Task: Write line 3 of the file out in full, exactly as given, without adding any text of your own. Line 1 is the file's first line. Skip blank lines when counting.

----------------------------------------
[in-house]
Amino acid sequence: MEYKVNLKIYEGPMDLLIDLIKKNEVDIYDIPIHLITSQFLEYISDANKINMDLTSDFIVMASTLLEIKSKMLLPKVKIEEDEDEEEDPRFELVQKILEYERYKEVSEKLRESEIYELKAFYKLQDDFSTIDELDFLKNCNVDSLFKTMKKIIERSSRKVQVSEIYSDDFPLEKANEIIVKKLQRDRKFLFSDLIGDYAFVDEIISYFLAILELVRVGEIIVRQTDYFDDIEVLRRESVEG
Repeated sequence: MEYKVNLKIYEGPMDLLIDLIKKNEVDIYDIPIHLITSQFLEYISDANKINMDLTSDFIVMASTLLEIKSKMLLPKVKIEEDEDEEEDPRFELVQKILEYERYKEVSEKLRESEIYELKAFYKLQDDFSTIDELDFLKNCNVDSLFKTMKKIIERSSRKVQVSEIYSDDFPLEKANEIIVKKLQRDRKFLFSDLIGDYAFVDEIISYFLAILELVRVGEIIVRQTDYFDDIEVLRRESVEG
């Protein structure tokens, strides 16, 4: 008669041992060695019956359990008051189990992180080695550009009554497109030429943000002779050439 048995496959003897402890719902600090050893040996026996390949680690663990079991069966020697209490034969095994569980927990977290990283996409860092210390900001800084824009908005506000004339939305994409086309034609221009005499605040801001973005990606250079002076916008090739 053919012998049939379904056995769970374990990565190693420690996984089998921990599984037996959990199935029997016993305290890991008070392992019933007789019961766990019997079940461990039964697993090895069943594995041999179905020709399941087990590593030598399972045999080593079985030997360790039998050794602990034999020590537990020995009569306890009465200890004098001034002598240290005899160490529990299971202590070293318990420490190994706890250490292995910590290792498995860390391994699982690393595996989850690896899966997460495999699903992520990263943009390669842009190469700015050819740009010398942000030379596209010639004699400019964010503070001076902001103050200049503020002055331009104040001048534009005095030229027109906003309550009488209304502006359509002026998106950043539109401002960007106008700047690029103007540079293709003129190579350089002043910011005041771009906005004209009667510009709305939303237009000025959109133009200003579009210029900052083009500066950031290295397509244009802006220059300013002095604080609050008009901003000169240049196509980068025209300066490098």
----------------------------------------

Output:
Repeated sequence: MEYKVNLKIYEGPMDLLIDLIKKNEVDIYDIPIHLITSQFLEYISDANKINMDLTSDFIVMASTLLEIKSKMLLPKVKIEEDEDEEEDPRFELVQKILEYERYKEVSEKLRESEIYELKAFYKLQDDFSTIDELDFLKNCNVDSLFKTMKKIIERSSRKVQVSEIYSDDFPLEKANEIIVKKLQRDRKFLFSDLIGDYAFVDEIISYFLAILELVRVGEIIVRQTDYFDDIEVLRRESVEG